Dawn and Gary Gibson had always admired iconic regional architect Frank Welch. So, when they heard his house was on the market after his 2017 death, they had to check it out.
There was a crowd on their tour, Gary recalls. As they wandered the rooms, the Gibsons heard mutterings of “we can take out the center wall here.” Other potential buyers were thinking about how to change what the legendary architect had built. They were shocked. How could you destroy Welch’s work?
“We don’t want to go making changes because we ain’t Frank Welch,” Gary says.
Known as the Dean of Texas Architecture, Welch spent the latter half of the 20th century defining his architectural reputation and mentoring the next generation in Texas modernism.
“Welch occupies a singular position in the history of Texas architecture,” Peter Simek wrote for D in January 2017. “He has done more to establish a vernacular of Texas modernism than probably any other architect.”
He was known for his refined and modern minimalist style. Like his mentor, O’Neil Ford, Welch used Texas materials wherever he could. There was “quiet sophistication to his architecture,” Dawn says. “It’s just pure and clean and very easy for your eye to accept it.”
While modest, his home at 3511 Cragmont Ave repeated the best features of Welch’s designs. “It’s a beautiful testament to his architecture,” Dawn says.
The open-plan main floor of the two-story duplex sits high up in the canopies of ginkgo trees and live oaks. There are windows, sliding glass doors, and skylights everywhere, which floods the home with warm natural light.
Dawn says she loves to sit in the primary bedroom at twilight. During those hours, light filters through the metalwork railings of the balcony, creating a “grid pattern going across the ceiling of the room as the sun sets.”
Everything about the home is thoughtful. There’s congruence to it, says Dawn. The living room balcony complements the primary bedroom’s. Welch carried the same materials throughout—the Texas stone countertops in the kitchen match those in the bathrooms.
And everything is practical. When Welch built the house in 1997, he knew this would be the home where he grew old, Dawn says. There are rolling shelves in the kitchen and pantry. Although there’s an elevator, the radius of the stairwell makes it easy to climb. Downstairs, near the office, the hallway is lined with bookshelves.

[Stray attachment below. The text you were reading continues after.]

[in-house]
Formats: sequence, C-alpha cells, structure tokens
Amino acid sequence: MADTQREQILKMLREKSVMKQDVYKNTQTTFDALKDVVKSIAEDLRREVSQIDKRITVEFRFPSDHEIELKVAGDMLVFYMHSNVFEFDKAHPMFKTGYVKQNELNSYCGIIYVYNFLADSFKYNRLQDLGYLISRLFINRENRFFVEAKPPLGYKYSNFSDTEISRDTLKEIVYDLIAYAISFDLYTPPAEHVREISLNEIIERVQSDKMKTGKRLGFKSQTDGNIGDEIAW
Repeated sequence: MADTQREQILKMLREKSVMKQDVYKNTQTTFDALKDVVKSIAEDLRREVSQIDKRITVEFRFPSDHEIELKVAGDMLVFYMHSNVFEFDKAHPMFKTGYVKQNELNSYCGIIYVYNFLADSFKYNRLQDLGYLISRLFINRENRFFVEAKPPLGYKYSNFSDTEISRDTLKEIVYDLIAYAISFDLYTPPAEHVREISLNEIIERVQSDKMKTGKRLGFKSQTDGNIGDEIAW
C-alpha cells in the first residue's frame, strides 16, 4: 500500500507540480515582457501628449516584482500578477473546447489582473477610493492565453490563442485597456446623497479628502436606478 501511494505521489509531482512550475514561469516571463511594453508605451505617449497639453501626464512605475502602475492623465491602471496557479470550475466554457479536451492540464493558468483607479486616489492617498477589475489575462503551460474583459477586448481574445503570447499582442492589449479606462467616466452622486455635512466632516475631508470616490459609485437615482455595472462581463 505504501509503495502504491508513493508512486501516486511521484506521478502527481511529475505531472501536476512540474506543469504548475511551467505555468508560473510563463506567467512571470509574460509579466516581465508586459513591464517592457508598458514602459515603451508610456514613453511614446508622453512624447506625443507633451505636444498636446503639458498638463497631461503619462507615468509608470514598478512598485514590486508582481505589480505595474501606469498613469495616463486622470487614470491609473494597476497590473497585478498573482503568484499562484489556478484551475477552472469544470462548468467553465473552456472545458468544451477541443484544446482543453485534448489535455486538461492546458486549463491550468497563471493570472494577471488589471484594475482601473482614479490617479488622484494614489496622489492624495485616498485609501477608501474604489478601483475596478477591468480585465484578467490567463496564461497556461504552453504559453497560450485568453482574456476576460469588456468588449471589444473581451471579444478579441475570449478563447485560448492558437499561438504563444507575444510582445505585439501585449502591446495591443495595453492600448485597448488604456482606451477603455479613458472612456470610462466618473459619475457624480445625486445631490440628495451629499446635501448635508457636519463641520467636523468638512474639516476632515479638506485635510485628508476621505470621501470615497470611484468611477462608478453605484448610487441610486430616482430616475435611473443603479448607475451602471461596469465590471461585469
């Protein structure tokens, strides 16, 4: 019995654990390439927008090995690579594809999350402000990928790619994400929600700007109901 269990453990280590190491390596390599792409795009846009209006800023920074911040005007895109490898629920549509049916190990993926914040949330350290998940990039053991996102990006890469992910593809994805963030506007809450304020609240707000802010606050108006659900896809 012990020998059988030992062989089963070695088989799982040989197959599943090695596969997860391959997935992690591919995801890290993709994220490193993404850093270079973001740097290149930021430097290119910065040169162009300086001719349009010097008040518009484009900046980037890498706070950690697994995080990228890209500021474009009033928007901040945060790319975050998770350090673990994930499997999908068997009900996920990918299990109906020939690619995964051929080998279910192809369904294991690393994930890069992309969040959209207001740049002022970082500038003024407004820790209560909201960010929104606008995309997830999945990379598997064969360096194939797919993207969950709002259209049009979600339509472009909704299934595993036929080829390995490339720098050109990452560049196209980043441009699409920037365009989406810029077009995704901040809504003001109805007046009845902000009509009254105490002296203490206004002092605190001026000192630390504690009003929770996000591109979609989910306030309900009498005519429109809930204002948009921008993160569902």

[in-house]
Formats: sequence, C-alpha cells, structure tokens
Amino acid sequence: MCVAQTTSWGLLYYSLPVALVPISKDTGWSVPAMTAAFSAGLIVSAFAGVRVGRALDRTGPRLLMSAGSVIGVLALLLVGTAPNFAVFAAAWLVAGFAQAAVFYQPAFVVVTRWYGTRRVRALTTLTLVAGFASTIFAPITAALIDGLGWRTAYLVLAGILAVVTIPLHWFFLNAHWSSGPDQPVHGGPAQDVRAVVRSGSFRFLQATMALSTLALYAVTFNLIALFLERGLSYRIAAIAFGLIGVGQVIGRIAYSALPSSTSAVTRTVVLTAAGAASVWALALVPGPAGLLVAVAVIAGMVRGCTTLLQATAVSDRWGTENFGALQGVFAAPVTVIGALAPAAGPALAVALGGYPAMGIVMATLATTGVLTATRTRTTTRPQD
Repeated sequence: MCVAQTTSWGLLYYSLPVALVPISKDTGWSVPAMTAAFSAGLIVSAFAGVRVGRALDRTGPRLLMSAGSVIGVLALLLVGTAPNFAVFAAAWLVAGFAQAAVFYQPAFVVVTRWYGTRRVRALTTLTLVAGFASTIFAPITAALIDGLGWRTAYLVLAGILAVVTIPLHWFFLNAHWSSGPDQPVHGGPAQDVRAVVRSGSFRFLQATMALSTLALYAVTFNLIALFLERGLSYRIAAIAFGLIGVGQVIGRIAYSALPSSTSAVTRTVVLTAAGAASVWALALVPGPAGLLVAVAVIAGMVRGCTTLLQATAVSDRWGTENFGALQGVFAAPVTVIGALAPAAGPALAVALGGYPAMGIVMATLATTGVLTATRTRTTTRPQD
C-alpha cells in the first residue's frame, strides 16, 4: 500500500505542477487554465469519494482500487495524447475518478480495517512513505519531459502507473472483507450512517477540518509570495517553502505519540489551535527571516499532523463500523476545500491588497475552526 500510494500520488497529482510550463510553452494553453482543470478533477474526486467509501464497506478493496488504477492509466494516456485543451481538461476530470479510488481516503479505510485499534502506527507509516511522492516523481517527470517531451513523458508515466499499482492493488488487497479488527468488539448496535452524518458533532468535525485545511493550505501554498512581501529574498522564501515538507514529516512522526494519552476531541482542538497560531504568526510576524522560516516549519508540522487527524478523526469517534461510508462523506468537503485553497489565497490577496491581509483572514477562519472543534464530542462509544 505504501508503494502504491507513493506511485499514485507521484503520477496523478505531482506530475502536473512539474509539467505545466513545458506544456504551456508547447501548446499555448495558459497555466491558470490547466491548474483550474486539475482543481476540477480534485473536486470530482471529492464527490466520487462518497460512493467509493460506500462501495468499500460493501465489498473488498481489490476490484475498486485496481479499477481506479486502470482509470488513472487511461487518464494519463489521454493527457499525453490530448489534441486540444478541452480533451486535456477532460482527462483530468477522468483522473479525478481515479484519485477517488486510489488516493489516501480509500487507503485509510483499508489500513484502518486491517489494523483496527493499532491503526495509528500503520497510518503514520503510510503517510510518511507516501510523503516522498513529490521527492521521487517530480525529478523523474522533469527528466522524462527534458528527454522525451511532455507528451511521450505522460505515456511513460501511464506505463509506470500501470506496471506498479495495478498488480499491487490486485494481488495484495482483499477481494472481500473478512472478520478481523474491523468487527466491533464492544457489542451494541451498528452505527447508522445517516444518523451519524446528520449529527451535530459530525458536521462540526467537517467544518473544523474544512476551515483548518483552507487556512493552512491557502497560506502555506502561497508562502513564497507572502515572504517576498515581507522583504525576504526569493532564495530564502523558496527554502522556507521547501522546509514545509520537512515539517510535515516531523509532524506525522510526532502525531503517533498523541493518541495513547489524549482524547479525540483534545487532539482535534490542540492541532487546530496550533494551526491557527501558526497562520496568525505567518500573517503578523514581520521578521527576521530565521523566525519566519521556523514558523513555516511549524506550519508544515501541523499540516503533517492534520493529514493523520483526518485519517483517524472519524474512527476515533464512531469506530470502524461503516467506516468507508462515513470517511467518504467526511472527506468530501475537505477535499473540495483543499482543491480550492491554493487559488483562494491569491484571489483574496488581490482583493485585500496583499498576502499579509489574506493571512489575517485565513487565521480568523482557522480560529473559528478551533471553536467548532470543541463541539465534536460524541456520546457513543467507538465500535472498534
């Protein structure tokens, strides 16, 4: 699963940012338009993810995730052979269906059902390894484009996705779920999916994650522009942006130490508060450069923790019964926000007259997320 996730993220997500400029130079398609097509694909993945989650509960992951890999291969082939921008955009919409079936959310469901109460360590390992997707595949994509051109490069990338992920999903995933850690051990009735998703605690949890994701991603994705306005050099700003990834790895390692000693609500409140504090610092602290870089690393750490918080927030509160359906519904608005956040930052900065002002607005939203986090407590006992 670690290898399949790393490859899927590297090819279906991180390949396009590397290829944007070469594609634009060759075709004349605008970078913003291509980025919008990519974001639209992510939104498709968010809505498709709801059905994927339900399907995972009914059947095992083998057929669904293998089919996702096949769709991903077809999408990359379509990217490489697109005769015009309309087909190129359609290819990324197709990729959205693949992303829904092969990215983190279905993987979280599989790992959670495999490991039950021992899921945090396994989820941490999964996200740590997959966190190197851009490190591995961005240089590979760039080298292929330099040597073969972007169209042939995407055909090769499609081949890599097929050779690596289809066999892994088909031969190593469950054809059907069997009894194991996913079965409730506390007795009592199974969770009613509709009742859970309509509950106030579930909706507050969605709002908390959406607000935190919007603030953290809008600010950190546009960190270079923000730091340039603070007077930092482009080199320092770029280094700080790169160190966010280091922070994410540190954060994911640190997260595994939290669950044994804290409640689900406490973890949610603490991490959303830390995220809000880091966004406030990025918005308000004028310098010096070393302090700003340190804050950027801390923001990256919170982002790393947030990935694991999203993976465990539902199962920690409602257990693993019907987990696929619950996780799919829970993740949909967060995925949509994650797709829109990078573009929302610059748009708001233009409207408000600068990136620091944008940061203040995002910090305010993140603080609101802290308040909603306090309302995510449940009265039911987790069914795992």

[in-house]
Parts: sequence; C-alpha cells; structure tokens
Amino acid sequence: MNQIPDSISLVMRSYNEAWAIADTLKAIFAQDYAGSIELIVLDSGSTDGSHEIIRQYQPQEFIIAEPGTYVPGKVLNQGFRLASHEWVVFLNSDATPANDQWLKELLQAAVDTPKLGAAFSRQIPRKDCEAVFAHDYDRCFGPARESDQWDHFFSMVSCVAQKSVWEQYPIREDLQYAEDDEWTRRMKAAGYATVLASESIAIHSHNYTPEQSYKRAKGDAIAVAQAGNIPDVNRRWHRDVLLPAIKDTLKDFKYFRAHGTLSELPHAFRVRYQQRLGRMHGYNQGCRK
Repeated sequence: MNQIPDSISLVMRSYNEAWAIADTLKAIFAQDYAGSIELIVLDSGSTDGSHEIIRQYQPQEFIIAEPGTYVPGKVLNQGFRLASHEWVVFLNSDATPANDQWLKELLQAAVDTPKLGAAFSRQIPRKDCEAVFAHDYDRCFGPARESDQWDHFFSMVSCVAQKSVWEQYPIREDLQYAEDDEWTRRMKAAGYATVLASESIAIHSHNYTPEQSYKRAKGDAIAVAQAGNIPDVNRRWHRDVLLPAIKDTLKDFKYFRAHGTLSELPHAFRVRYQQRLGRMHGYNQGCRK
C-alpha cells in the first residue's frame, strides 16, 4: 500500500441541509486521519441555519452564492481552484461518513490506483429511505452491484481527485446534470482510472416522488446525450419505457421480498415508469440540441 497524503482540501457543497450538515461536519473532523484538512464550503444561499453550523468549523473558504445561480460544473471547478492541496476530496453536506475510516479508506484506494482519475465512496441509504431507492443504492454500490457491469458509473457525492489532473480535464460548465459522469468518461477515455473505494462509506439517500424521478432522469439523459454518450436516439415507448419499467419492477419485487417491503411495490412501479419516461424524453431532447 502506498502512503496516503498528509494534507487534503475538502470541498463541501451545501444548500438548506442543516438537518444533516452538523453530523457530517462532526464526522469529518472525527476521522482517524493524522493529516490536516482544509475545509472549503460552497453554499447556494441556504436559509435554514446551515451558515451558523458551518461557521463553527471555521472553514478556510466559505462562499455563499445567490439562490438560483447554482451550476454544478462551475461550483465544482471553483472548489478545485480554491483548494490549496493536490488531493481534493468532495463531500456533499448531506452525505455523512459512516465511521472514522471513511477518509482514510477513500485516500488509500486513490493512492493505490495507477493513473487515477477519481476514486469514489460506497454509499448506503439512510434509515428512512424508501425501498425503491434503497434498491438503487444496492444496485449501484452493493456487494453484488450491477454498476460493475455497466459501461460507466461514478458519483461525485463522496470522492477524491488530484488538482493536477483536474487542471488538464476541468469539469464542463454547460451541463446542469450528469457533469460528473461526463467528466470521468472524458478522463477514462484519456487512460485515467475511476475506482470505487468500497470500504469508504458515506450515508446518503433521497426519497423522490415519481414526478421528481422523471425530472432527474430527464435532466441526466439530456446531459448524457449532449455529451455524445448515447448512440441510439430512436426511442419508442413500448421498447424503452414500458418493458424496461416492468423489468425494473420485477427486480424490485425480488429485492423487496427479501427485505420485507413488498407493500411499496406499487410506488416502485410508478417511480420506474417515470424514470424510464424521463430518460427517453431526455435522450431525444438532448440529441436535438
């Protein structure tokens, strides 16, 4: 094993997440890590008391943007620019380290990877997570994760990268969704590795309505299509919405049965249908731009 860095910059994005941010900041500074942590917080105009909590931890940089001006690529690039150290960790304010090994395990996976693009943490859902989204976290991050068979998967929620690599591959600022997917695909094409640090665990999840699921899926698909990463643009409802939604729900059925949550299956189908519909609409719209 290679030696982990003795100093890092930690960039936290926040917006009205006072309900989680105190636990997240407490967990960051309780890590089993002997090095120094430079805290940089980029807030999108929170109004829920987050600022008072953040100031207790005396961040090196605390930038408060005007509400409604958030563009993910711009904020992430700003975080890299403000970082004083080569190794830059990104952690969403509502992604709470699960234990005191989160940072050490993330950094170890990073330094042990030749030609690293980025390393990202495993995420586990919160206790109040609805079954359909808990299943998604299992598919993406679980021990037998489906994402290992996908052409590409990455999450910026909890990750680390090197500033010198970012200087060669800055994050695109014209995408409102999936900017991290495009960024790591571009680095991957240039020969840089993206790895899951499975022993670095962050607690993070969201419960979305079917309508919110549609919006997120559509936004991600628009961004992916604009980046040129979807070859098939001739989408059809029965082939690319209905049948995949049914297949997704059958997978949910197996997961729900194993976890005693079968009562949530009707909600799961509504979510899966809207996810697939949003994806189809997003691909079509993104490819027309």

The whole property is serene. Outside, the pool is shaded with wax myrtle trees (although, they did lose a few during Winter Storm Uri last year). The space is more like a private garden, Dawn says. There is a small fountain at one end of the pool. The water is just about the only sound you can hear back there—besides the cardinals and blue jays that sometimes drink from the fountain. “If you’re real quiet,” she says, “here they come.”
After the Gibsons bought the home in October 2017, “we didn’t need to go in and make a lot of changes,” Gary says. When they did make changes, they’d ask themselves, “what would Frank do? Would Frank be happy?”
Even still, they didn’t change much. Gary built a workshop in the garage. Dawn put some personal touches in the garden. They installed some shelving in the living room, replaced the dishwasher, and redid cabinetry in the closets. (“I have more shoes than Frank did,” Dawn says with a laugh.)
As the Gibsons have lived in his former home, they’ve bought his books and gone on architectural tours and become even bigger fans of Welch.
They did meet him once. After Welch published his memoir, 2015’s On Becoming an Architect, Dawn’s furniture store, SMINK Art + Design, hosted a book signing in its showroom.
The store was crowded, Gary recalls, and people were lined up on the sidewalk for a chance to meet him. “So many people had such respect and such a love for him,” he says. “It really was neat.”
Just like his home, there was warmth and something special about Frank Welch.
To see more of the home, scroll through the gallery.